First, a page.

Hypocrisy is also offensive to God and man. No one finds hypocrisy to be an attractive quality. Not God, not the world. You don’t want to become everyone’s enemy. Unbelievers hate the hypocrite because they make themselves appear godly; God hates them because they merely look godly.
Hypocrisy also brings no comfort in death. You labour hard in life to do the wrong thing, arrogantly pretending to be godly, painting over your depravity with a thin veneer of counterfeit holiness, with standards of other people that are unreasonable that you don’t even attempt to live up to yourself and regrettably, at the end of the day, as you are doing the wrong thing and are trying to make others, who are trying to do the right thing do the wrong thing, you will eventually end up in hell as Galatians 5:19-21 says that sinners will not inherit the Kingdom of God (Crosswalk 2020).
If you want to go to hell with your false Christianity, please go to hell by yourself and leave your ministry and it’s leaders alone because unaligned people cost them and their congregants something, they make organisations unproductive, which damages their viability as a good investment in the eyes of others (Nieuwhof 2020, 7 Reasons You Should Invite People To Leave). It’s not common sense to keep them.
Everyday all of us are just trying to run the race of life just trying to get ahead ourselves as individuals, as it says in Philippians 3:14 [NLT]:
“ I press on to reach the end of the race and receive the heavenly prize for which God, through Christ Jesus, is calling us.”. We have all got things on our plate and we don’t need any more drama.
Church leaders need to think about where they are now and where they are supposed to be. They are losing so much precious time pandering to people and things that will not satisfy the church or Jesus in the end. Whereas everyone else and every other church who is behaving in a functional and biblical way, churches who get rid of people and things that are unhealthy, they are out there getting on but others who don’t are standing still, trying to retain people, things and practices they should not because they are rationalizing with their human senses. Especially in small churches where leaders see they are only small and keep on comparing themselves to other big churches when they don’t know what’s going on behind the scenes with the big churches. All we see is that they have more people, so they keep burning so much energy just to retain, when their focus should be somewhere else and I for one do not think that any church leader should be willing to let those things and people that are unhelpful keep distracting them and their minitry (Anthem Lights 2020).
Having the right people is better than simply having people. (Nieuwhof 2020, 7 Reasons You Should Invite People To Leave). Some people will find a better-fit elsewhere and church leaders need to let them go (Nieuwhof 2020, 7 Reasons You Should Invite People To Leave). Its unhealthy and unholy to keep some people, especially those whose conduct compromises the holiness of the church and thus it’s entire mission (Nieuwhof 2020, When to panic). Yes, it’s human nature to want to cling to people and old ways, especially when a church is small (Flowers 2020) but church leaders need to know when to accommodate and when to not (Pelletier 2020). It is usually not perceived as a good thing to get rid of people but church leaders, for the sake of holiness, cannot afford not to do it. The truth is that some people are of Christ and some are of the devil. If church leaders allow the latter to infiltrate the church and muddle the line between the two categories, that is a wicked thing to do (Spread The Fragrance 2020).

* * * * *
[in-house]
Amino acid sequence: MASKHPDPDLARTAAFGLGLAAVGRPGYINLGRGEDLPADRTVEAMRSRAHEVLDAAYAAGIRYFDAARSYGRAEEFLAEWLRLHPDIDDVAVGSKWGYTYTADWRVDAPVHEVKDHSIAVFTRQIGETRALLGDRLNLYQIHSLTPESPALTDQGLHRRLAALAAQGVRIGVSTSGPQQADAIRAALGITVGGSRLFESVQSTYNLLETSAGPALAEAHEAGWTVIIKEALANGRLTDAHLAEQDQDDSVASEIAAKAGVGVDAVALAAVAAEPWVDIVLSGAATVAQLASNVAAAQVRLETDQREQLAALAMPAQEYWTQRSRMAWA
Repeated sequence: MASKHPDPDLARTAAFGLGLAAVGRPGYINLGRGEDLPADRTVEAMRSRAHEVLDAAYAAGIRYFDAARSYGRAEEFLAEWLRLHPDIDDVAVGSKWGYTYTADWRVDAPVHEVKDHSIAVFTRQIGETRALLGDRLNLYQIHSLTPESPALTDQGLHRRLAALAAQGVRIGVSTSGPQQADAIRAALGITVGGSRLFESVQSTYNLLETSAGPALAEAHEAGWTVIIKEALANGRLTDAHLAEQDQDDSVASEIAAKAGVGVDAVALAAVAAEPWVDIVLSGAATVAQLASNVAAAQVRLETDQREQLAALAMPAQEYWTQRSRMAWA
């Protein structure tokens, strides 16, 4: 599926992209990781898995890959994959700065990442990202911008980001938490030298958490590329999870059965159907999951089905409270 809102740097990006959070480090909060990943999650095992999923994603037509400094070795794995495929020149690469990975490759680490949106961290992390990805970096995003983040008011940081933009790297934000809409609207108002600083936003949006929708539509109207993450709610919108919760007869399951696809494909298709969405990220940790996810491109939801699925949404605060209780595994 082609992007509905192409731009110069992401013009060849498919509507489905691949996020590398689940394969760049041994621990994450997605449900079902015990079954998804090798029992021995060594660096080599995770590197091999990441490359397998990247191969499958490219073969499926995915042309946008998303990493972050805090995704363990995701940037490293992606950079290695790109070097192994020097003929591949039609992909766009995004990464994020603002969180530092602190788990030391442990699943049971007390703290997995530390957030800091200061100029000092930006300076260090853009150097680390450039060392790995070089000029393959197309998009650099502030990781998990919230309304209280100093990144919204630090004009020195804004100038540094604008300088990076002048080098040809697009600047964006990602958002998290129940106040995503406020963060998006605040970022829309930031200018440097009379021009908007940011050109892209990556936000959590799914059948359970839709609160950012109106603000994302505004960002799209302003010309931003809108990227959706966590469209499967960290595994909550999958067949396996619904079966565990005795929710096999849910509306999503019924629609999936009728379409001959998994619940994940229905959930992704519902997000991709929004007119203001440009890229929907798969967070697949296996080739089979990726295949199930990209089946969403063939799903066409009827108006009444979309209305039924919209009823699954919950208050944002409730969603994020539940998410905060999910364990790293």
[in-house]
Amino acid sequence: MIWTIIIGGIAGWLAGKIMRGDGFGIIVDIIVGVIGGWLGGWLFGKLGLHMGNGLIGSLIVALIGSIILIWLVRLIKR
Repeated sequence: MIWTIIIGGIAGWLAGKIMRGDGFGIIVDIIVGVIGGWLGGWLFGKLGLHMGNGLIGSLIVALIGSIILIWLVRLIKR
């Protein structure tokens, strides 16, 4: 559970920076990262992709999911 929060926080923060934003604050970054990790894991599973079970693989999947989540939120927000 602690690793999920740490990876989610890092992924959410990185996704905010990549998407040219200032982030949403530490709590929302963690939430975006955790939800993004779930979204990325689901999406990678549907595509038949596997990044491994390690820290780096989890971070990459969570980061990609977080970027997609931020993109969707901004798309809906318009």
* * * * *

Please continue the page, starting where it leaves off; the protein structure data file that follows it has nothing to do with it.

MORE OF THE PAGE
Let us as Christian focus on what our appropriate blessing is, which is what your church is designed to do and who your church is put here on earth to reach and what you are here to do (Nieuwhof 2019, Why You Need To Stop). Not every church is going to please every person and churches should not be changing their God mandated focus for people who should be elsewhere.
I for one don’t want spend my life trying to fight for what’s not mine or lose myself in someone else’s dream instead of God’s. I know those who are truly meant to be in a particular church are made with a purpose to reach past the surface and live life fearlessly for God in their area and I want nothing less for my church at least, than to be who we are meant to be (Anthem Lights 2020).
Anthem Lights. 2020. ‘Who I’m Meant To Be Lyrics’ A-Z Lyrics Web site, at: <https://www.azlyrics.com/lyrics/anthemlights/whoimmeanttobe.html> 16 January 2020
Brookshaw, P. 2020. ‘Q&A – When Do You Ask Someone To Leave The Church?’ Pete Brookshaw Web site: <http://www.petebrookshaw.com/2013/09/q-when-do-you-ask-someone-to-leave.html?m=1> 7 January 2020
Crosswalk, 2020. ‘5 Warnings for Hypocrites in the Church’ Crosswalk Web site, at: <https://www.crosswalk.com/blogs/christian-trends/5-warnings-for-hypocrites-in-the-church.html> 7 January 2020
Excellerate. 2020. ‘How to Handle Rebellion in Church’ Excellerate Web site, at: <https://www.excellerate.com/articles/how-to-handle-rebellion-in-church/> 7 January 2020
Flowers, A. 2020. ‘The Six People You Should Ask To Leave Your Church’ Western Seminary Web site, at: <https://transformedblog.westernseminary.edu/2014/03/04/the-six-people-you-should-ask-to-leave-your-church/> 7 January 2020
Nieuwhof, C. 2020. ‘7 Reasons You Should Invite People To Leave Your Church Even Though It Scares You’ Carey Nieuwhof Web site, at: <https://careynieuwhof.com/leave/> 7 January 2020
Nieuwhof, C. 2020. ‘When To Panic And When Not To Panic When People Leave Your Church’ Carey Nieuwhof Web site, at: <https://careynieuwhof.com/when-to-panic-and-when-not-to-panic-when-people-leave-your-church/> 7 January 2020
Nieuwhof, C. 2020. ‘Why You Need To Stop Thinking Your Church Is For Everyone’ Web site, at: <https://careynieuwhof.com/why-you-need-to-stop-thinking-your-church-is-for-everyone/> 7 January 2020
Pelletier, K. P. 2020. ‘Can I Ask Someone To Leave My Small Group’ Christianity Today International Web site, at: <https://www.smallgroups.com/articles/2016/can-i-ask-someone-to-leave-my-small-group.html> 7 January 2020
Spreading The Fragrance. 2020. ‘An introduction to kicking people out of Church (1. Cor 5:1-8)’ Spreading The Fragrance Web site, at: <https://2cor214.blogspot.com/2011/06/introduction-to-kicking-people-out-of.html> 16 January 2020